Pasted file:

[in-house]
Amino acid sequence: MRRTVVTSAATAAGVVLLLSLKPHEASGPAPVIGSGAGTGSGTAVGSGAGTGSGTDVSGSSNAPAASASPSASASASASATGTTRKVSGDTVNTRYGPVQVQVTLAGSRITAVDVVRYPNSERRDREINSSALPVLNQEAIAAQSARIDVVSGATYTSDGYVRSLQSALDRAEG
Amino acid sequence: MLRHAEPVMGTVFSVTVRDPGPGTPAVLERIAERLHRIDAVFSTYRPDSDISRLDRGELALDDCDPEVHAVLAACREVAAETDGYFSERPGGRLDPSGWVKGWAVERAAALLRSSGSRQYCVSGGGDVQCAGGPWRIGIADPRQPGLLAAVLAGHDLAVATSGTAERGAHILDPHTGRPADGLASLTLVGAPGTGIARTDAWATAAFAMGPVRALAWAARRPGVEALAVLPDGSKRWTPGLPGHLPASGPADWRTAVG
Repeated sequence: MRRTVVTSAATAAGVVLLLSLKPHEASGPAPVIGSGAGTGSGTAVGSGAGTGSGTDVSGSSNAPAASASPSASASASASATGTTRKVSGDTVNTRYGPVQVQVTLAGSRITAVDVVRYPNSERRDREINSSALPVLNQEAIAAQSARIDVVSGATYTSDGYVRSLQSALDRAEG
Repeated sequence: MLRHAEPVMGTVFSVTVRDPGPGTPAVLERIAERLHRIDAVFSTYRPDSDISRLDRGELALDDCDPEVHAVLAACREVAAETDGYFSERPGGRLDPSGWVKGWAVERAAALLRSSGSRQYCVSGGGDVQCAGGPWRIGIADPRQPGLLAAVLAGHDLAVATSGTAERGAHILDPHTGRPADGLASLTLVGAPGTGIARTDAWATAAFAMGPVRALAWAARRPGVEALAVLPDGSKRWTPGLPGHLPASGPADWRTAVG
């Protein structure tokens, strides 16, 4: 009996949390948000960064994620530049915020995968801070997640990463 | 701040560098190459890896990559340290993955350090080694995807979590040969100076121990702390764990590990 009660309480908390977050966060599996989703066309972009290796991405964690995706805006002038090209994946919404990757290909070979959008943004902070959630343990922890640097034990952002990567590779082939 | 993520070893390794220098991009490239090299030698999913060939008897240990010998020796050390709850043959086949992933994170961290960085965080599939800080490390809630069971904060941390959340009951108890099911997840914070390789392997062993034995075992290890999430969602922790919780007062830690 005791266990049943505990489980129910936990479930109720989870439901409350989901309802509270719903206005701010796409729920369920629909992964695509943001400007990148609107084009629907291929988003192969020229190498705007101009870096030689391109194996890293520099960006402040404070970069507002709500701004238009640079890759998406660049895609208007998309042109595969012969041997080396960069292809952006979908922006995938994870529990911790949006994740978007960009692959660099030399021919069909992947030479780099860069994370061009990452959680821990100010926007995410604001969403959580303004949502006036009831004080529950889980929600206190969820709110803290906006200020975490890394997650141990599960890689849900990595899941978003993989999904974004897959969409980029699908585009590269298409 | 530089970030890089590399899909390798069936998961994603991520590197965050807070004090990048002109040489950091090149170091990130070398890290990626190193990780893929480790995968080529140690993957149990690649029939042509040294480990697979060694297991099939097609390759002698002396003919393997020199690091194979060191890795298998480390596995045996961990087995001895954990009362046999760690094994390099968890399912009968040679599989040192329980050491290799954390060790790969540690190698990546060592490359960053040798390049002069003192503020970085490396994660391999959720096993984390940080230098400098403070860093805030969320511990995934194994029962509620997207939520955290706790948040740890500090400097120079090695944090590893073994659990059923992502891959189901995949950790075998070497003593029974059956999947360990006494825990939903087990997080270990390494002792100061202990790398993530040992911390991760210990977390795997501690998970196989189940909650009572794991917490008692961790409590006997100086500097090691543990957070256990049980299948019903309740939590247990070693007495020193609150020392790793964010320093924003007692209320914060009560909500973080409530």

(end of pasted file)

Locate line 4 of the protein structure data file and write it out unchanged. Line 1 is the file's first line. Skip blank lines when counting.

Repeated sequence: MRRTVVTSAATAAGVVLLLSLKPHEASGPAPVIGSGAGTGSGTAVGSGAGTGSGTDVSGSSNAPAASASPSASASASASATGTTRKVSGDTVNTRYGPVQVQVTLAGSRITAVDVVRYPNSERRDREINSSALPVLNQEAIAAQSARIDVVSGATYTSDGYVRSLQSALDRAEG